- McCarty, C. A., Lau, A. S., Valeri, S. M., & Weisz, J. R. (2004). Parent-child interactions in relation to critical and emotionally overinvolved expressed emotion (EE): Is EE a proxy for behavior? Journal of Abnormal Child Psychology, 32(1), 83–93. https://doi.org/10.1023/B:JACP.0000007582.61879.6f.Google Scholar
- McConaughy, S. H., & Achenbach, T. M. (2004). Manual for the Test Observation Form for ages 2-18. ASEBA.Google Scholar
- Morrell, J., & Murray, L. (2003). Parenting and the development of conduct disorder and hyperactive symptoms in childhood: A prospective longitudinal study from 2 months to 8 years. Journal of Child Psychology and Psychiatry, 44(4), 489–508. https://doi.org/10.1111/1469-7610.t01-1-00139.Google Scholar
- Muthén, L. K., & Muthén, B. O. (2010). Mplus user’s guide. 6th ed. Los Angeles, CA: Muthén & Muthén.Google Scholar
- Parke, R. D., Buriel, R., Damon, W., & Lerner, R. M. (2006). Socialization in the family: Ethnic and ecological perspectives. In: N. Eisenberg (ed.) Handbook of child psychology (Vol. 3). (pp. 429–504). Hoboken, NJ, US: John Wiley & Sons Inc.Google Scholar
- Peris, T. S., & Hinshaw, S. P. (2003). Family dynamics and preadolescent girls with ADHD: The relationship between expressed emotion, ADHD symptomatology, and comorbid disruptive behavior. Journal of Child Psychology and Psychiatry and Allied Disciplines, 44(8), 1177–1190. https://doi.org/10.1111/1469-7610.00199.Google Scholar
- Rapee, R. M., Schniering, C. A., & Hudson, J. L. (2009). Anxiety disorders during childhood and adolescence: origins and treatment. Annual Review of Clinical Psychology, 5, 311–341. https://doi.org/10.1146/annurev.clinpsy.032408.153628.Google Scholar
- Reynolds, C. R., & Kamphaus, R. W. (2004). Behavior Assessment System for Children. 2nd ed. Circle Pines, MN: AGS Publishing.Google Scholar
- Sameroff, A. J. (2005). Ports of entry and the dynamics of mother-infant interventions. In A. J. Sameroff, S. C. McDonough & K. Rosenblum (Eds.), Treating parent-infant relationship problems: Strategies for intervention (pp. 3–28). New York, NY: Guilford Press.Google Scholar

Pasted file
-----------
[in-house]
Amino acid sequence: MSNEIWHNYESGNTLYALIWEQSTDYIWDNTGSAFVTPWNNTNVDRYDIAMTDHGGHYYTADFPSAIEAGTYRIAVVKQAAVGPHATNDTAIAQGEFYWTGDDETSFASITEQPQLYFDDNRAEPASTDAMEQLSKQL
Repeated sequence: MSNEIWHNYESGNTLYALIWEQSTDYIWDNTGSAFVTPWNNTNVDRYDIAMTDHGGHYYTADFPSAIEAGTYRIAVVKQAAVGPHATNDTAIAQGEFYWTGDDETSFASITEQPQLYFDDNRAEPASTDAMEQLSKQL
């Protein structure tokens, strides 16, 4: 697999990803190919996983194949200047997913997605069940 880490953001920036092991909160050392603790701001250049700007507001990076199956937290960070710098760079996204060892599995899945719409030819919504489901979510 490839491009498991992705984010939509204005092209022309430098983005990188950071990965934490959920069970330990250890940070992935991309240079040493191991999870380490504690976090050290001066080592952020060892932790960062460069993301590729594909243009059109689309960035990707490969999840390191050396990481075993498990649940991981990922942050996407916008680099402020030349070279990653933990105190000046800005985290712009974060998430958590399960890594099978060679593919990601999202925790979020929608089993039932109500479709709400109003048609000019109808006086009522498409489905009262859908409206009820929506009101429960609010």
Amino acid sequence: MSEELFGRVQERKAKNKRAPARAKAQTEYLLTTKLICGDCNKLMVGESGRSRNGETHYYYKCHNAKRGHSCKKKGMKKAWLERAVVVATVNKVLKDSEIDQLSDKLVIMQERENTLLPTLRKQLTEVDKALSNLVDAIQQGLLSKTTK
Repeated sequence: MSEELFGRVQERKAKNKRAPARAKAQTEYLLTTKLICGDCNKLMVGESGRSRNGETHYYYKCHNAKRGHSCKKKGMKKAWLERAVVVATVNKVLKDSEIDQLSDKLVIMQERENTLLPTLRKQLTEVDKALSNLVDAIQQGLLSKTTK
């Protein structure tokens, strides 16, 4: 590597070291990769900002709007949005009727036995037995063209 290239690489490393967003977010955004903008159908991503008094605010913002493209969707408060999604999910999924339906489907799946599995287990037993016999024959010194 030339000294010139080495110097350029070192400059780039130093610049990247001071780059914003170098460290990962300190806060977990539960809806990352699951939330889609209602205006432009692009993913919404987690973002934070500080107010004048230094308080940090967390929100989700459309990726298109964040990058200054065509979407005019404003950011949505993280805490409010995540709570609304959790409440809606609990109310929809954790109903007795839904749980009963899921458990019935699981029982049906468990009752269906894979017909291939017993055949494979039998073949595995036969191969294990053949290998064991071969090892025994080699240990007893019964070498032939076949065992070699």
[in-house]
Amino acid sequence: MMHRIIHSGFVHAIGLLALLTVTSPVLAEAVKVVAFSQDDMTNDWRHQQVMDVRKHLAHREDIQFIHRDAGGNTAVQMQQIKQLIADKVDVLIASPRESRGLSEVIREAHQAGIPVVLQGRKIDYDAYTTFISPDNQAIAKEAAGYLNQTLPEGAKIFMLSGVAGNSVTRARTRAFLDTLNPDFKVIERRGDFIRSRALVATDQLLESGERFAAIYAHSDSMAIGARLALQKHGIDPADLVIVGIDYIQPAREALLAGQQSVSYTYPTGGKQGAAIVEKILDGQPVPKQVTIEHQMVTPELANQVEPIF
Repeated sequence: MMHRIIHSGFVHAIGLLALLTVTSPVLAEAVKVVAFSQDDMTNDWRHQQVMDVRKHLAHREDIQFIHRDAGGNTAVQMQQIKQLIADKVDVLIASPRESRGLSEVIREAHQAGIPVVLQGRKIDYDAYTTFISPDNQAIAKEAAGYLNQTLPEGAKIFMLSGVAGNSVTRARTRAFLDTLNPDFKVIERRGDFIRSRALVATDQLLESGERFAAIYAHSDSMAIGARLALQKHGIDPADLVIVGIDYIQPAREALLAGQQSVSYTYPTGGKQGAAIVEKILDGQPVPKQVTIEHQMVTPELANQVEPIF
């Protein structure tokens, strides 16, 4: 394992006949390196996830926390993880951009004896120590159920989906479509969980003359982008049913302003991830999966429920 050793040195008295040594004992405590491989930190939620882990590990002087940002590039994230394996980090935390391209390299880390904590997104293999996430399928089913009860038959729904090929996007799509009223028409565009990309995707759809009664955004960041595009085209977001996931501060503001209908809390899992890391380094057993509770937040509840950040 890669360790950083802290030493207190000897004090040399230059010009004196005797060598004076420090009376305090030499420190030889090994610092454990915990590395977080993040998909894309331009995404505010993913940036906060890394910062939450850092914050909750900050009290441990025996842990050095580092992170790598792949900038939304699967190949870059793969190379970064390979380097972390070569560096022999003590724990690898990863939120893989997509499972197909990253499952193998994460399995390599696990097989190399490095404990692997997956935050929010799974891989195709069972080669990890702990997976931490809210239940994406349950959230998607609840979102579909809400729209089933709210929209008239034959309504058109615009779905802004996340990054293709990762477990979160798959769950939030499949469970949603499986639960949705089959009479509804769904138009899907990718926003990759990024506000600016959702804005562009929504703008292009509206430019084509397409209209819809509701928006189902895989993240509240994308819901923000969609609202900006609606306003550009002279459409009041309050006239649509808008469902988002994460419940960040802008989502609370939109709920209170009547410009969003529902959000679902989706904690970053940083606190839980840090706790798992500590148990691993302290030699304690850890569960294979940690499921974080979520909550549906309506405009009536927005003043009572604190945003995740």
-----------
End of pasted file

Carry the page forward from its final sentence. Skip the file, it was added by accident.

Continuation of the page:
- Sattler, J. M. (2008). Assessment of children: Cognitive foundations. 5th ed. La Mesa, CA: Author.Google Scholar
- Silk, J. S., Ziegler, M. L., Whalen, D. J., Dahl, R. E., Ryan, N. D., Dietz, L. J., & Williamson, D. E. (2009). Expressed emotion in mothers of currently depressed, remitted, high-risk, and low-risk youth: links to child depression status and longitudinal course. Journal of Clinical Child and Adolescent Psychology, 38(1), 36–47. https://doi.org/10.1080/15374410802575339.Google Scholar
- Stubbe, D. E., Zahner, G. E., Goldstein, M. J., & Leckman, J. F. (1993). Diagnostic specificity of a brief measure of expressed emotion: A community study of children. Journal of Child Psychology and Psychiatry, 34(2), 139–154.Google Scholar
- U.S. Census Bureau. (2011a). Current population survey: annual social and economic supplement. Retrieved February 20, 2013, from http://www.census.gov/population/hispanic/data/2011.html.
- U.S. Census Bureau. (2011b). State and County QuickFacts. Retrieved January 11, 2011, from http://quickfacts.census.gov/qfd/states/06/06065.html.
- Vaughn, C. (1989). Expressed emotion in family relationships. Child Psychology & Psychiatry & Allied Disciplines, 30(1), 13–22. https://doi.org/10.1111/j.1469-7610.1989.tb00767.x.Google Scholar
- Wagner, N. J., Propper, C., Gueron-Sela, N., & Mills-Koonce, W. R. (2015). Dimensions of maternal parenting and infants’ autonomic functioning interactively predict early internalizing behavior problems. Journal of Abnormal Child Psychology, 44(3), 459–470. https://doi.org/10.1007/s10802-015-0039-2.Google Scholar
- Wamboldt, F. S., O’Connor, S. L., Wamboldt, M. Z., Gavin, L. A., & Klinnert, M. D. (2000). The five minute speech sample in children with asthma: Deconstructing the construct of expressed emotion. Journal of Child Psychology and Psychiatry, 41(7), 887–898. https://doi.org/10.1111/1469-7610.00676.Google Scholar
- Wechsler, D. (2002). Wechsler Preschool and Primary Scale of Intelligence. 3rd ed. San Antonio, TX: Harcourt Assessment, Inc.Google Scholar